Participants were asked to buy 10 typical products, choosing from identical items from a range of fictitious suppliers. We then compared the value of their final baskets to the cheapest possible order to quantify how much they overspent. We were interested to see whether participants could find the cheapest available options in a world with multiple suppliers offering identical options for different prices. We’re conscious that in the real world people would consider not only the price but also assumptions about quality and previous experience with suppliers.
People shopping with the BI platform were much more likely to find the cheapest possible order
We found that our behaviourally-informed procurement platform reduced the chance of overspend by a whopping 94 percent compared to the current platform meaning that treatment participants were much more likely to find the cheapest basket of products presented to them.
Figure 2. Percentage chance of overspend for correct orders across both rounds
We found that the bulk of this effect actually came from one single nudge – a suggested ‘order swap’ just before checkout. This was a tailored suggestion for people to swap their order for the cheapest possible basket of the same goods, calculated by an algorithm. Whilst earlier prompts flagged cheaper offers per item, they did not account for the specific quantities or possible combinations of goods – which is why they could lead people to overspend. The key takeaway here is that to find the cheapest overall basket is a task of such computational complexity that only a machine can manage – but a sophisticated analytical prompt can massively help requisitioners to make the best choice.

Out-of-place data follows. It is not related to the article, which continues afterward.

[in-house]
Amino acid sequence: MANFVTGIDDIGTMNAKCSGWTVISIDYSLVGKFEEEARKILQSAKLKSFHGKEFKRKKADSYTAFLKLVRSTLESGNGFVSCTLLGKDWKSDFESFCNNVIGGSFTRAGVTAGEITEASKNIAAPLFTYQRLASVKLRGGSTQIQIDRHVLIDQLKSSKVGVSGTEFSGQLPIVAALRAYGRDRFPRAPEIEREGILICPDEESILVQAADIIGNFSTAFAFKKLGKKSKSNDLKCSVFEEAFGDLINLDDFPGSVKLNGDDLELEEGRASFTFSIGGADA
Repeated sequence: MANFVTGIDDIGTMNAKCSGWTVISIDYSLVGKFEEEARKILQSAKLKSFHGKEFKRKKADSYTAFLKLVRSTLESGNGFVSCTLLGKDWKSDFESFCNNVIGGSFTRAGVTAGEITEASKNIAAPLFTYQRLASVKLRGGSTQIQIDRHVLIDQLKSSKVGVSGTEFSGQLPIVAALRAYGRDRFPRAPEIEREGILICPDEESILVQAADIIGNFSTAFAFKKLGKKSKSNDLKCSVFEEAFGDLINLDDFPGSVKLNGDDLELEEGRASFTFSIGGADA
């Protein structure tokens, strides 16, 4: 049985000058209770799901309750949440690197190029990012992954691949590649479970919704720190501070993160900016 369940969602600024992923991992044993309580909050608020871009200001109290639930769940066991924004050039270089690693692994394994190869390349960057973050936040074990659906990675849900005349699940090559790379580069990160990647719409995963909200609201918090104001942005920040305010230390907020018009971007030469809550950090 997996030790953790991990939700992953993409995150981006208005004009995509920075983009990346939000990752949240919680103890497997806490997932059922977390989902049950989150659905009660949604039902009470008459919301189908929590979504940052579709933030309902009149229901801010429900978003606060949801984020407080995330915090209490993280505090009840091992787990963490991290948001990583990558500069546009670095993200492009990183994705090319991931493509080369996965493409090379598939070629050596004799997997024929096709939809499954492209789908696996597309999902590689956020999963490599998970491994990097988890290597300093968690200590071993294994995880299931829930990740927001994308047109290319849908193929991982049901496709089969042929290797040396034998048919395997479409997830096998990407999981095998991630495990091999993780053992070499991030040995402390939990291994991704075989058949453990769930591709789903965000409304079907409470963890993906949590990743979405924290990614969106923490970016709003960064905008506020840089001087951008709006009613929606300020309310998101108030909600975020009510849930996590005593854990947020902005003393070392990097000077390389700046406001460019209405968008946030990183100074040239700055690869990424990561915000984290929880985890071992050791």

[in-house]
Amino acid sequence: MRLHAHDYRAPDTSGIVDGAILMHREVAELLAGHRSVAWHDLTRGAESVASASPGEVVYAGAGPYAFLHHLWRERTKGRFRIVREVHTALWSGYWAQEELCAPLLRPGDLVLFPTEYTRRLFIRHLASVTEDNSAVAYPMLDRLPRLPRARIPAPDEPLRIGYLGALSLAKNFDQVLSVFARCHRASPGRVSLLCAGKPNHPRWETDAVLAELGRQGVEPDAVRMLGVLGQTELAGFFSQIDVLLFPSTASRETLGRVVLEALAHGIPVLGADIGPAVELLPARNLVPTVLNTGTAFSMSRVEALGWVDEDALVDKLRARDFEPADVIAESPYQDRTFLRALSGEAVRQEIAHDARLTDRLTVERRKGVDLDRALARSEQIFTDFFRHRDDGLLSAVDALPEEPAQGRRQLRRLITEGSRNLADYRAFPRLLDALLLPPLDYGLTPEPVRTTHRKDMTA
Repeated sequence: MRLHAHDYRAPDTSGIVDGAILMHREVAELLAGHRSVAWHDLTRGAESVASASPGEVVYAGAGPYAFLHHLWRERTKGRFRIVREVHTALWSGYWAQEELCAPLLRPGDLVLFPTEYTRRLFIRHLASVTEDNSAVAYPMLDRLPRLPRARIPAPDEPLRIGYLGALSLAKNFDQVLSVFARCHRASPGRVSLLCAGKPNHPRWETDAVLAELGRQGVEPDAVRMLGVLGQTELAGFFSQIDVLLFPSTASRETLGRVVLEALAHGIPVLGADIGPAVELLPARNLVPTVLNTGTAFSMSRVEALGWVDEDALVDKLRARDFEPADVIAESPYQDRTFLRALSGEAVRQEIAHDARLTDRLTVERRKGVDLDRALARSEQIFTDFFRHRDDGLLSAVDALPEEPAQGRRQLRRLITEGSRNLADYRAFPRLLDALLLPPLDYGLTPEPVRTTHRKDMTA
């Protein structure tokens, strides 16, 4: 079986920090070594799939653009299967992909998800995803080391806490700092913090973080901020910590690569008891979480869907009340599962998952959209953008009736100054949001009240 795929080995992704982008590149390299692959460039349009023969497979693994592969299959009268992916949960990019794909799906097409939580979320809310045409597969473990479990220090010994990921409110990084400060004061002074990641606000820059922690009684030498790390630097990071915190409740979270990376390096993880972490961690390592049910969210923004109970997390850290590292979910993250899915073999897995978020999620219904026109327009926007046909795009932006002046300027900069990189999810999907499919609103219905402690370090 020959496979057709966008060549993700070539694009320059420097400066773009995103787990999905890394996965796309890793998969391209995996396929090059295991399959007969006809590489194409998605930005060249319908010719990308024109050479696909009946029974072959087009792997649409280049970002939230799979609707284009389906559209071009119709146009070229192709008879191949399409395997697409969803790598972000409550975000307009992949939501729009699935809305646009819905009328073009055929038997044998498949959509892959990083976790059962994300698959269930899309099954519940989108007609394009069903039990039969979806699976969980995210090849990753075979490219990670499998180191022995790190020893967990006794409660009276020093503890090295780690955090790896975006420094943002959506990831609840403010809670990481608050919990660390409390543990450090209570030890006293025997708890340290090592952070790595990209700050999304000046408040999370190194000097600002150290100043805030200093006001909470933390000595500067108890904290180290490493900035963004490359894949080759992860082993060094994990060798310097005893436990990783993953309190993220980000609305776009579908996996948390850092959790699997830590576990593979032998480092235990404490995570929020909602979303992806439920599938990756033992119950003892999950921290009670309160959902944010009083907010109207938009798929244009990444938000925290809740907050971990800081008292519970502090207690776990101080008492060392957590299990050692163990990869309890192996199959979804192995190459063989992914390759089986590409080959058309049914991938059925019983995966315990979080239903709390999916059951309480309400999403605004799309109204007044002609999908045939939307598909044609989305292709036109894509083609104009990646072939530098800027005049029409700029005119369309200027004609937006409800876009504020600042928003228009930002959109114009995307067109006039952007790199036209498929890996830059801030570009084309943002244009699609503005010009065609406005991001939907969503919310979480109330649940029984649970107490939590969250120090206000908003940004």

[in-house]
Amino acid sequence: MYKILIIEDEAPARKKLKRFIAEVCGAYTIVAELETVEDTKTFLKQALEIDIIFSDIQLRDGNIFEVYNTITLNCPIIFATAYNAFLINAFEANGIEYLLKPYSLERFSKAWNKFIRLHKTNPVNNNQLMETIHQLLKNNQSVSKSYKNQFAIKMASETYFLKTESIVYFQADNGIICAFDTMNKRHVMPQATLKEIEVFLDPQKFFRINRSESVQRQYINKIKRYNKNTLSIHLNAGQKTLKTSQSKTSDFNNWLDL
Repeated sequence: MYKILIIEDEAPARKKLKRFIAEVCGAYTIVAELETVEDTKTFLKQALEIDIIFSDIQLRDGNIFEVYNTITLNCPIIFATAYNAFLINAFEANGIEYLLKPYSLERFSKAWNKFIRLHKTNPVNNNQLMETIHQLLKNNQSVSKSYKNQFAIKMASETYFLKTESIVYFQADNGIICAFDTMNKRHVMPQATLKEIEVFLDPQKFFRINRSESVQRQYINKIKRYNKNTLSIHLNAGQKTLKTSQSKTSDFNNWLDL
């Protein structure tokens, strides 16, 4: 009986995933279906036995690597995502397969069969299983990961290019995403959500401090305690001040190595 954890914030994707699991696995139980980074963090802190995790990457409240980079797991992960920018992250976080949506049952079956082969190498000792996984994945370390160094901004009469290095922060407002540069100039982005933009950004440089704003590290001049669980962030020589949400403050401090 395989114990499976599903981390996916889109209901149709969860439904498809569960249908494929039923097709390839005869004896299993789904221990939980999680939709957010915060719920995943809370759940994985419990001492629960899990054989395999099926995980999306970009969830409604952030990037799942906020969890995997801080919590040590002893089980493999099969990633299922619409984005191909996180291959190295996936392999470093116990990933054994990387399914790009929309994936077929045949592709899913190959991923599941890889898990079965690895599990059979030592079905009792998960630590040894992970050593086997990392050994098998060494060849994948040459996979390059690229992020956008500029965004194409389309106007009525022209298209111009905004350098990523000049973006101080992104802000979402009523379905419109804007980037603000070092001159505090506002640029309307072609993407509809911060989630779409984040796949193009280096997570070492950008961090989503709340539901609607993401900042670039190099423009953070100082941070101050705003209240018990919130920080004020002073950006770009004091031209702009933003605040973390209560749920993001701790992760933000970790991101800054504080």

Figure 3. Illustration of ‘order swap’
In our trial, participants in the control group overspent by £62,000. In the treatment group, overspend was only £5,000. This means that our behavioural platform helped to generate approximately 1.6% savings in this trial.
Figure 4. Treatment impact on savings
For NHS hospital procurement, we estimate that this would amount to savings of up to £15 million for every £1 billion spent, if the effect of the same magnitude was realised. Given the current market share of Virtualstock’s platform, this intervention could help save up to around £50 million per year, should the new design be rolled out. However, it should be noted that the effect size may be smaller or larger if our intervention was implemented in the real world, given the limitations of external validity of online testing.
Overall, our results show that important savings can come from applying behavioural insights and predictive analytics to digital procurement platforms. This suggests that procurement platforms – in healthcare and beyond – should be designed in ways that recognise the complexity of decision-making environment and limitations of human cognition so as to enable consumers to make the most optimal purchases.
Having looked at how we can support NHS requisitioners, we are now moving on to explore the behaviour of buyers whose role it is, among other things, to negotiate contracts with NHS suppliers.
This work was funded by an award from the Health Foundation’s Behavioural Insights Research Programme.